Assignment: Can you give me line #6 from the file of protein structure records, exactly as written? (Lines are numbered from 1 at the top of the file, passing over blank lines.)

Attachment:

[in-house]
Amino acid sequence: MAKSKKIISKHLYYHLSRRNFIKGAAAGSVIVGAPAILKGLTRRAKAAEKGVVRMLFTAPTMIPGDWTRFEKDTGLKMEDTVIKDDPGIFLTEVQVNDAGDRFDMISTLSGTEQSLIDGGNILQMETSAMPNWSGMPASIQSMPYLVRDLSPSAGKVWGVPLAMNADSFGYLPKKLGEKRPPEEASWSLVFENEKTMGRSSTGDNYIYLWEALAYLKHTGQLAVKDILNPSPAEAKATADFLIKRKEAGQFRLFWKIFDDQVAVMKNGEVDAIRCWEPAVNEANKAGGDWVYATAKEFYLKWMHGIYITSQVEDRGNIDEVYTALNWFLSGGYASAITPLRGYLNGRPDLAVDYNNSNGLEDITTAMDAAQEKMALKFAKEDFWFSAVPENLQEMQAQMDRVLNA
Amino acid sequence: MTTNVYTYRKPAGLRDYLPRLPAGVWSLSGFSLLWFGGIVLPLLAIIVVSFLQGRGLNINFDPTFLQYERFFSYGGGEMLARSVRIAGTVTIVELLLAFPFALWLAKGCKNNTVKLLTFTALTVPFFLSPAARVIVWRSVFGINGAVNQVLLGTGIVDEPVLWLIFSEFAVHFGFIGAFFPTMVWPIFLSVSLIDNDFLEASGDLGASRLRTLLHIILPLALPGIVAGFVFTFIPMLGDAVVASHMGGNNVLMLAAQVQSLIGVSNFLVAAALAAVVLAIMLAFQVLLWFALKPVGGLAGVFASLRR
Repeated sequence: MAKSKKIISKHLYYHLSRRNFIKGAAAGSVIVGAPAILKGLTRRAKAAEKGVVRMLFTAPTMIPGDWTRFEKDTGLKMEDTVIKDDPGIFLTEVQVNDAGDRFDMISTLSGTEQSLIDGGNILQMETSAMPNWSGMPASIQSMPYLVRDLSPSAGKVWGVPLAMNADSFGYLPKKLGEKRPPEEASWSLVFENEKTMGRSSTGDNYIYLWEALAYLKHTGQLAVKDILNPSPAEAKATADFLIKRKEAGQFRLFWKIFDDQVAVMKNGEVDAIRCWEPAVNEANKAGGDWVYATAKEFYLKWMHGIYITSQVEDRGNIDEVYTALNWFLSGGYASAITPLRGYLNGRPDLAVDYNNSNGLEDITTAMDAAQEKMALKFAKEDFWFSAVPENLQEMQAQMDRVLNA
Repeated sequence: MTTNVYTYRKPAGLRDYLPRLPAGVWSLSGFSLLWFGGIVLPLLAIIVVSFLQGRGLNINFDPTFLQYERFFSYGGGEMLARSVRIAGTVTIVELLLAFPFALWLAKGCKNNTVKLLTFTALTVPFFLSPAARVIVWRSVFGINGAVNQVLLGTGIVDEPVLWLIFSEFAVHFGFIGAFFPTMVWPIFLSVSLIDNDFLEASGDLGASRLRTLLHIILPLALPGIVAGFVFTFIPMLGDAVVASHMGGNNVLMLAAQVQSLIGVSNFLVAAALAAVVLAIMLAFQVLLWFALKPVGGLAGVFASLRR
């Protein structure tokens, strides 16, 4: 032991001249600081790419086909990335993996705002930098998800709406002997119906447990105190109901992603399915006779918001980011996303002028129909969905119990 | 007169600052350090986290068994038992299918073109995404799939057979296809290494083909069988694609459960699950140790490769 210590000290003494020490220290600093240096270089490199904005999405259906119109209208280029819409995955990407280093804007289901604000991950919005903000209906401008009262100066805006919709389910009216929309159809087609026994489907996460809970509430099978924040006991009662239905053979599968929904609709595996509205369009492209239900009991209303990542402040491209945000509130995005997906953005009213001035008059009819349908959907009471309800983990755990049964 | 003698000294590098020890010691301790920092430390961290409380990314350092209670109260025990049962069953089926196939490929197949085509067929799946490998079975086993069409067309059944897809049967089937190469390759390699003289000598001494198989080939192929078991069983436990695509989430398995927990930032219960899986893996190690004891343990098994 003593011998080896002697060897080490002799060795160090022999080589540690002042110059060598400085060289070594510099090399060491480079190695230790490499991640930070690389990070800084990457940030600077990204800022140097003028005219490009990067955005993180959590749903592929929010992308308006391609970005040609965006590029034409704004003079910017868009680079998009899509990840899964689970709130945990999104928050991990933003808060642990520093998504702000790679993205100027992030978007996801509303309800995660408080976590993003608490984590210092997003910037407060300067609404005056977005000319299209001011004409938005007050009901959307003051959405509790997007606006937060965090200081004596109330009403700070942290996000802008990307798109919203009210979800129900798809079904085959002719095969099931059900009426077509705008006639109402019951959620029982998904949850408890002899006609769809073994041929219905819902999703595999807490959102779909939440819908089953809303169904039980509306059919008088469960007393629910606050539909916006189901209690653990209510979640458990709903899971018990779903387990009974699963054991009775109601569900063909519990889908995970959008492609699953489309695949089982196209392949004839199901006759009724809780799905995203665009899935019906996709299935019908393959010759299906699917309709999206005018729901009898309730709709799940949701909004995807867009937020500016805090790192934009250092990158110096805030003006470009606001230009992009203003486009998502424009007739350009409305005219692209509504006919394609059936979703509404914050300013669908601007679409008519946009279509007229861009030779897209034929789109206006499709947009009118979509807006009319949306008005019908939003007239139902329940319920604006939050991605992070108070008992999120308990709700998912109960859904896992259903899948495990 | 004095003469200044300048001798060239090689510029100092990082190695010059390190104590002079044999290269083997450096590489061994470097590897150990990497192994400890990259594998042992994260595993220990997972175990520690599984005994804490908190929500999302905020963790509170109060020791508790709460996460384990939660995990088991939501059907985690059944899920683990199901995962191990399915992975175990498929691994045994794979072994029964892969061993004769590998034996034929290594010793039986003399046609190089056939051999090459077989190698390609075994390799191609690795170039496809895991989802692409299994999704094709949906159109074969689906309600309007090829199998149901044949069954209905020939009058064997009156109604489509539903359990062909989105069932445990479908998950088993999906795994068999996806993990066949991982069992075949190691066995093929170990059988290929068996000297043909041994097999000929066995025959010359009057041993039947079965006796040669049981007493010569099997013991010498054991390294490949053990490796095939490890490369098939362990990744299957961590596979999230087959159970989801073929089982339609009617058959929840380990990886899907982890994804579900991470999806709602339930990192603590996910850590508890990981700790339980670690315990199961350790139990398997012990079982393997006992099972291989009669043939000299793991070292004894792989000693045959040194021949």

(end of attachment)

């Protein structure tokens, strides 16, 4: 032991001249600081790419086909990335993996705002930098998800709406002997119906447990105190109901992603399915006779918001980011996303002028129909969905119990 | 007169600052350090986290068994038992299918073109995404799939057979296809290494083909069988694609459960699950140790490769 210590000290003494020490220290600093240096270089490199904005999405259906119109209208280029819409995955990407280093804007289901604000991950919005903000209906401008009262100066805006919709389910009216929309159809087609026994489907996460809970509430099978924040006991009662239905053979599968929904609709595996509205369009492209239900009991209303990542402040491209945000509130995005997906953005009213001035008059009819349908959907009471309800983990755990049964 | 003698000294590098020890010691301790920092430390961290409380990314350092209670109260025990049962069953089926196939490929197949085509067929799946490998079975086993069409067309059944897809049967089937190469390759390699003289000598001494198989080939192929078991069983436990695509989430398995927990930032219960899986893996190690004891343990098994 003593011998080896002697060897080490002799060795160090022999080589540690002042110059060598400085060289070594510099090399060491480079190695230790490499991640930070690389990070800084990457940030600077990204800022140097003028005219490009990067955005993180959590749903592929929010992308308006391609970005040609965006590029034409704004003079910017868009680079998009899509990840899964689970709130945990999104928050991990933003808060642990520093998504702000790679993205100027992030978007996801509303309800995660408080976590993003608490984590210092997003910037407060300067609404005056977005000319299209001011004409938005007050009901959307003051959405509790997007606006937060965090200081004596109330009403700070942290996000802008990307798109919203009210979800129900798809079904085959002719095969099931059900009426077509705008006639109402019951959620029982998904949850408890002899006609769809073994041929219905819902999703595999807490959102779909939440819908089953809303169904039980509306059919008088469960007393629910606050539909916006189901209690653990209510979640458990709903899971018990779903387990009974699963054991009775109601569900063909519990889908995970959008492609699953489309695949089982196209392949004839199901006759009724809780799905995203665009899935019906996709299935019908393959010759299906699917309709999206005018729901009898309730709709799940949701909004995807867009937020500016805090790192934009250092990158110096805030003006470009606001230009992009203003486009998502424009007739350009409305005219692209509504006919394609059936979703509404914050300013669908601007679409008519946009279509007229861009030779897209034929789109206006499709947009009118979509807006009319949306008005019908939003007239139902329940319920604006939050991605992070108070008992999120308990709700998912109960859904896992259903899948495990 | 004095003469200044300048001798060239090689510029100092990082190695010059390190104590002079044999290269083997450096590489061994470097590897150990990497192994400890990259594998042992994260595993220990997972175990520690599984005994804490908190929500999302905020963790509170109060020791508790709460996460384990939660995990088991939501059907985690059944899920683990199901995962191990399915992975175990498929691994045994794979072994029964892969061993004769590998034996034929290594010793039986003399046609190089056939051999090459077989190698390609075994390799191609690795170039496809895991989802692409299994999704094709949906159109074969689906309600309007090829199998149901044949069954209905020939009058064997009156109604489509539903359990062909989105069932445990479908998950088993999906795994068999996806993990066949991982069992075949190691066995093929170990059988290929068996000297043909041994097999000929066995025959010359009057041993039947079965006796040669049981007493010569099997013991010498054991390294490949053990490796095939490890490369098939362990990744299957961590596979999230087959159970989801073929089982339609009617058959929840380990990886899907982890994804579900991470999806709602339930990192603590996910850590508890990981700790339980670690315990199961350790139990398997012990079982393997006992099972291989009669043939000299793991070292004894792989000693045959040194021949």